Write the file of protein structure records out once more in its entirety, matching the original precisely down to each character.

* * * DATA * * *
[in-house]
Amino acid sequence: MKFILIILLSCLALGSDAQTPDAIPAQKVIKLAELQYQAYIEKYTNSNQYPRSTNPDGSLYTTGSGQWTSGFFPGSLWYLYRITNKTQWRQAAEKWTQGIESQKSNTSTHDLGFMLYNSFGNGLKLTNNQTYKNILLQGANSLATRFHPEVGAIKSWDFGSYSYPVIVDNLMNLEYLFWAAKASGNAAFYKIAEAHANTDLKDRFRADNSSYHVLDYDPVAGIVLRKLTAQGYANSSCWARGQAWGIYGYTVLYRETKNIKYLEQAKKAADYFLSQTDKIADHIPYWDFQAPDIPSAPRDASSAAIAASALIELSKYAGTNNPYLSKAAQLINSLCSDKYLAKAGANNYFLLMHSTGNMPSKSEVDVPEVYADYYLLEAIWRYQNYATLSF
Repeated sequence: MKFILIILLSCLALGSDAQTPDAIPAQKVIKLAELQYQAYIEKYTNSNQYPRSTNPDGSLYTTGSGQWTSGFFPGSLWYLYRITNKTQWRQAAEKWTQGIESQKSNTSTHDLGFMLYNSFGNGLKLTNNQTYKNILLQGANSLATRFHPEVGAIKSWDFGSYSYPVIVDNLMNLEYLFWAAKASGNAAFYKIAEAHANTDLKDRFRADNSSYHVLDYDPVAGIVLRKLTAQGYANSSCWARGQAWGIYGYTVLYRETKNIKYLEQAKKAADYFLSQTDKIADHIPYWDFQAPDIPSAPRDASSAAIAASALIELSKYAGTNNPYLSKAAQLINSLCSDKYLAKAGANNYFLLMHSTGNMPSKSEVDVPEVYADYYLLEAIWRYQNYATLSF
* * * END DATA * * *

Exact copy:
[in-house]
Amino acid sequence: MKFILIILLSCLALGSDAQTPDAIPAQKVIKLAELQYQAYIEKYTNSNQYPRSTNPDGSLYTTGSGQWTSGFFPGSLWYLYRITNKTQWRQAAEKWTQGIESQKSNTSTHDLGFMLYNSFGNGLKLTNNQTYKNILLQGANSLATRFHPEVGAIKSWDFGSYSYPVIVDNLMNLEYLFWAAKASGNAAFYKIAEAHANTDLKDRFRADNSSYHVLDYDPVAGIVLRKLTAQGYANSSCWARGQAWGIYGYTVLYRETKNIKYLEQAKKAADYFLSQTDKIADHIPYWDFQAPDIPSAPRDASSAAIAASALIELSKYAGTNNPYLSKAAQLINSLCSDKYLAKAGANNYFLLMHSTGNMPSKSEVDVPEVYADYYLLEAIWRYQNYATLSF
Repeated sequence: MKFILIILLSCLALGSDAQTPDAIPAQKVIKLAELQYQAYIEKYTNSNQYPRSTNPDGSLYTTGSGQWTSGFFPGSLWYLYRITNKTQWRQAAEKWTQGIESQKSNTSTHDLGFMLYNSFGNGLKLTNNQTYKNILLQGANSLATRFHPEVGAIKSWDFGSYSYPVIVDNLMNLEYLFWAAKASGNAAFYKIAEAHANTDLKDRFRADNSSYHVLDYDPVAGIVLRKLTAQGYANSSCWARGQAWGIYGYTVLYRETKNIKYLEQAKKAADYFLSQTDKIADHIPYWDFQAPDIPSAPRDASSAAIAASALIELSKYAGTNNPYLSKAAQLINSLCSDKYLAKAGANNYFLLMHSTGNMPSKSEVDVPEVYADYYLLEAIWRYQNYATLSF